As humans age so does the brain and all of its functions. Cognitive impairment can cause a rapid decline in cognitive abilities, such as memory and thinking skills. Here are 6 ways to keep your brain young.
Keep Your Mind Active
Scientists have found that when people keep their minds active, their thinking skills stay sharp. Brainy activities such as games, crossword puzzles, and other mental activities can help improve memory loss, according to WebMD. Stimulating activities like drawing, painting, and other arts and crafts can help improve how the brain functions.
Physical exercise not only lowers blood pressure, improves cholesterol levels, and reduces stress, but it can help the development of new brain cells. Previous studies have found that mice who do physical activity can triple the number of new neurons produced in brain, it also can delay the possibility of dementia, according to the New York Times
Eating A Healthy Diet
Eating the right is a great way to help keep a healthy mind, body, and soul. Eating well can also increase energy levels, boost the immune system, and sleep better at night.
Superfruits like blueberries can also help reduce the effects of conditions such as Alzheimer's disease or dementia, according to WebMD. The fruit also has the ability to improve both learning and motor skills of much older rats.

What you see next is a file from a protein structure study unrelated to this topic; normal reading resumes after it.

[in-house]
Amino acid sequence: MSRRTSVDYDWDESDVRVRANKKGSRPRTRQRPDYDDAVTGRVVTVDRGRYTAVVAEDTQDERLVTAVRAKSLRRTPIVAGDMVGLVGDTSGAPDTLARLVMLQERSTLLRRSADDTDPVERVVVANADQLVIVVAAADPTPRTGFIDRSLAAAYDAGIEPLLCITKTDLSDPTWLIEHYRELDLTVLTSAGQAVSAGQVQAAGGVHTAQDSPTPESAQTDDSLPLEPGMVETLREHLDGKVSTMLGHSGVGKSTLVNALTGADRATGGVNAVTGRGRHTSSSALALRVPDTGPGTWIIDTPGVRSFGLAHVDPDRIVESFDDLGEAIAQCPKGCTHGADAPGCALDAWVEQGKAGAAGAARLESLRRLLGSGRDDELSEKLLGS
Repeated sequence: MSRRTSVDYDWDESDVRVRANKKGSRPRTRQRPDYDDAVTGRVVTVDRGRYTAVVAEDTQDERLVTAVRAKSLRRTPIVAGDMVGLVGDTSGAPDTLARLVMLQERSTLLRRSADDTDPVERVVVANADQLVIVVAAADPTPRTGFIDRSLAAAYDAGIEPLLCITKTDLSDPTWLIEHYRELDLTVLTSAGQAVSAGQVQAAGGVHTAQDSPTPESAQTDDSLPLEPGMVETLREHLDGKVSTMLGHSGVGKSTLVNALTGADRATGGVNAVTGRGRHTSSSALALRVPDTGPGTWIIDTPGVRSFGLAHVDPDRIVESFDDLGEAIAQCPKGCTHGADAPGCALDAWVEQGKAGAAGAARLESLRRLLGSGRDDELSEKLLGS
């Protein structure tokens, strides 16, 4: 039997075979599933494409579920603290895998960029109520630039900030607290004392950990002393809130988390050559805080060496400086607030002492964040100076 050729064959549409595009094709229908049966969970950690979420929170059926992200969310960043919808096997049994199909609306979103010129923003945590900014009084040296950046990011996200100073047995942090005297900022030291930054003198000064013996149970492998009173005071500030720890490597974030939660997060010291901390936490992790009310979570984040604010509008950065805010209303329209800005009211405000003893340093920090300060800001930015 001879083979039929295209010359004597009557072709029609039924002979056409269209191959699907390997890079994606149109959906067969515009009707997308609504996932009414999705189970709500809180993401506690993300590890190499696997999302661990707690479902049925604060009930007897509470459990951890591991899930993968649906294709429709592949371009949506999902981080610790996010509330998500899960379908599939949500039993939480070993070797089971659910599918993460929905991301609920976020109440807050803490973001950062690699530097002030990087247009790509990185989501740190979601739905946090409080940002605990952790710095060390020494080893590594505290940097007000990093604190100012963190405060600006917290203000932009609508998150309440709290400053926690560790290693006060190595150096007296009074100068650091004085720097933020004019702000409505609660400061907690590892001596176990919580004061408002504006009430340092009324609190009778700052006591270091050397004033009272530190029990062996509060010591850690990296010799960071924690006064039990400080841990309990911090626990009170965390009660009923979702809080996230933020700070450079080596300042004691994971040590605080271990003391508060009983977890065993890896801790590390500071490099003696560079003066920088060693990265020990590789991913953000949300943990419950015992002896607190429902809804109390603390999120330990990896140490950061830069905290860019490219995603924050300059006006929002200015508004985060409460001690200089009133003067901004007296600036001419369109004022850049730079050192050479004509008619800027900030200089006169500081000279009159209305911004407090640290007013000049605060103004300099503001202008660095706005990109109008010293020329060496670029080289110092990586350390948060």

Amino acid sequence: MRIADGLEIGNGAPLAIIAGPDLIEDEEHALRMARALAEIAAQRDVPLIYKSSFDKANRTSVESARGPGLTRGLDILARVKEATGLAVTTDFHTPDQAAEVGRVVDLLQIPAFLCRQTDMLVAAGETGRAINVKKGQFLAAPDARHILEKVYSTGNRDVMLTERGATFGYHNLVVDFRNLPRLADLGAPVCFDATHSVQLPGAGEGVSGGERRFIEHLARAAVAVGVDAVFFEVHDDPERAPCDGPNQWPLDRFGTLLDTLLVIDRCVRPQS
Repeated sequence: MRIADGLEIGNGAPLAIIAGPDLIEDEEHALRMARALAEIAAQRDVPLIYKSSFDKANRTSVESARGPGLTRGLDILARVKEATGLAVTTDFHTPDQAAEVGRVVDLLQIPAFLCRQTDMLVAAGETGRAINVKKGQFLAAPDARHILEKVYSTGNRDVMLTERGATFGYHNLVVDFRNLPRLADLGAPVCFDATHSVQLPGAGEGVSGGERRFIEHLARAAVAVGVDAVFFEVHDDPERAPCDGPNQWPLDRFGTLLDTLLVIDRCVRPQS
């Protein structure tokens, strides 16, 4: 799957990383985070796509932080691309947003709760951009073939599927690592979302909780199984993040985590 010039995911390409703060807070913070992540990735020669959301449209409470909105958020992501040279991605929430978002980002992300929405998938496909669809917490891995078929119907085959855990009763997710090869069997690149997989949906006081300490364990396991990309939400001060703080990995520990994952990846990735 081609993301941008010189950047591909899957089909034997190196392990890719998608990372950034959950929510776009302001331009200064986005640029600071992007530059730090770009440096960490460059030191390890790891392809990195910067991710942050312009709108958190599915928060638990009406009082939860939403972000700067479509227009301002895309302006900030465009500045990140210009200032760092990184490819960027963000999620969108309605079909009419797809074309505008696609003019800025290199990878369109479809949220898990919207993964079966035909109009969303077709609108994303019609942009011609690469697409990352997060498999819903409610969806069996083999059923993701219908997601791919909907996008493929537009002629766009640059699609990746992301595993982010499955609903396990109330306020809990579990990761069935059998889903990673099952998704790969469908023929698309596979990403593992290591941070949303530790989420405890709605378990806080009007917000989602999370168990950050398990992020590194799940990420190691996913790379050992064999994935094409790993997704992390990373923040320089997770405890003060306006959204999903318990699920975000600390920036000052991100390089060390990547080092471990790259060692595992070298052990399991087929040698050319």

Omega-3 Fatty Acids
Omega-3 fatty acids can help fight against mental disorders, including depression, dementia, and schizophrenia. In addition,"Omega-3 fatty acids support synaptic plasticity and seem to positively affect the expression of several molecules related to learning and memory that are found on synapses. Omega-3 fatty acids are essential for normal brain function," said Gómez-Pinilla, a staff member of UCLA's Brain Research Institute and Brain Injury Research Center.
Listen To Music
Listening to music can help reduce anxiety, depression, blood pressure, and improve memory. "If you want to keep your brain engaged throughout the aging process, listening to or playing music is a great tool. It provides a total brain workout," said otolaryngologist at Johns Hopkins Medicine.
Researchers have found that people who suffer from being lonely have an increased risk of developing dementia by 65 percent. "It's almost unbelievable, but we know that loneliness is worse for your health than 15 cigarettes a day, being an alcoholic and being morbidly obese," said Professor James Goodwin, a chief scientist at Age UK.